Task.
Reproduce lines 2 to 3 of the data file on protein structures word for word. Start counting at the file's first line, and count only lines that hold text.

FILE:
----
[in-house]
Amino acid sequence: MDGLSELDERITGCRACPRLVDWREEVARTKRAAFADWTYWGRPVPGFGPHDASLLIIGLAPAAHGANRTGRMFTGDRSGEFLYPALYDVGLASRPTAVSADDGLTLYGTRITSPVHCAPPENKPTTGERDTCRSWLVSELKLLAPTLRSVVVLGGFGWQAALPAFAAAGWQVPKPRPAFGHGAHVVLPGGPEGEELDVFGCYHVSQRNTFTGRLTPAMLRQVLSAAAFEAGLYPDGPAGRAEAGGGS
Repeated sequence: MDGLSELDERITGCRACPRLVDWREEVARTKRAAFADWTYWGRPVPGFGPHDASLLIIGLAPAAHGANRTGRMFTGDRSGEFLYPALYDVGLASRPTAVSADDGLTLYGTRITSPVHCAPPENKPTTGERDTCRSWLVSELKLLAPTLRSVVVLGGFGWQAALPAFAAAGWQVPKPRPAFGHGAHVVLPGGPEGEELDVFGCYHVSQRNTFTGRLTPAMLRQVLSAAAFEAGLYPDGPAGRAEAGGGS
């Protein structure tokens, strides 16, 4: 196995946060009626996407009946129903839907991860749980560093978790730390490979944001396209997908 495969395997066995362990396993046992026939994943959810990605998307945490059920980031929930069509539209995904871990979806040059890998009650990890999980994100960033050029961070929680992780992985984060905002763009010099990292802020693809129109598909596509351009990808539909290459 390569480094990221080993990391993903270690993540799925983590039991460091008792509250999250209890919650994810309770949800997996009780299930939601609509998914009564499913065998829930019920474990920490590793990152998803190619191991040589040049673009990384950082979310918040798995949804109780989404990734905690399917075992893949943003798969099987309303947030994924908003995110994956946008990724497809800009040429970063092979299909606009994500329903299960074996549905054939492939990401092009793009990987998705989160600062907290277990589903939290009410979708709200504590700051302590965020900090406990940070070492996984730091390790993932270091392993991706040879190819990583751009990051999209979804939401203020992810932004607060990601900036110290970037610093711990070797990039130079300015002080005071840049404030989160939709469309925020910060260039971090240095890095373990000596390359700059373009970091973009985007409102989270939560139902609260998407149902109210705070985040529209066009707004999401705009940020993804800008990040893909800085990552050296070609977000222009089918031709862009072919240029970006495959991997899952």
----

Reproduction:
Amino acid sequence: MDGLSELDERITGCRACPRLVDWREEVARTKRAAFADWTYWGRPVPGFGPHDASLLIIGLAPAAHGANRTGRMFTGDRSGEFLYPALYDVGLASRPTAVSADDGLTLYGTRITSPVHCAPPENKPTTGERDTCRSWLVSELKLLAPTLRSVVVLGGFGWQAALPAFAAAGWQVPKPRPAFGHGAHVVLPGGPEGEELDVFGCYHVSQRNTFTGRLTPAMLRQVLSAAAFEAGLYPDGPAGRAEAGGGS
Repeated sequence: MDGLSELDERITGCRACPRLVDWREEVARTKRAAFADWTYWGRPVPGFGPHDASLLIIGLAPAAHGANRTGRMFTGDRSGEFLYPALYDVGLASRPTAVSADDGLTLYGTRITSPVHCAPPENKPTTGERDTCRSWLVSELKLLAPTLRSVVVLGGFGWQAALPAFAAAGWQVPKPRPAFGHGAHVVLPGGPEGEELDVFGCYHVSQRNTFTGRLTPAMLRQVLSAAAFEAGLYPDGPAGRAEAGGGS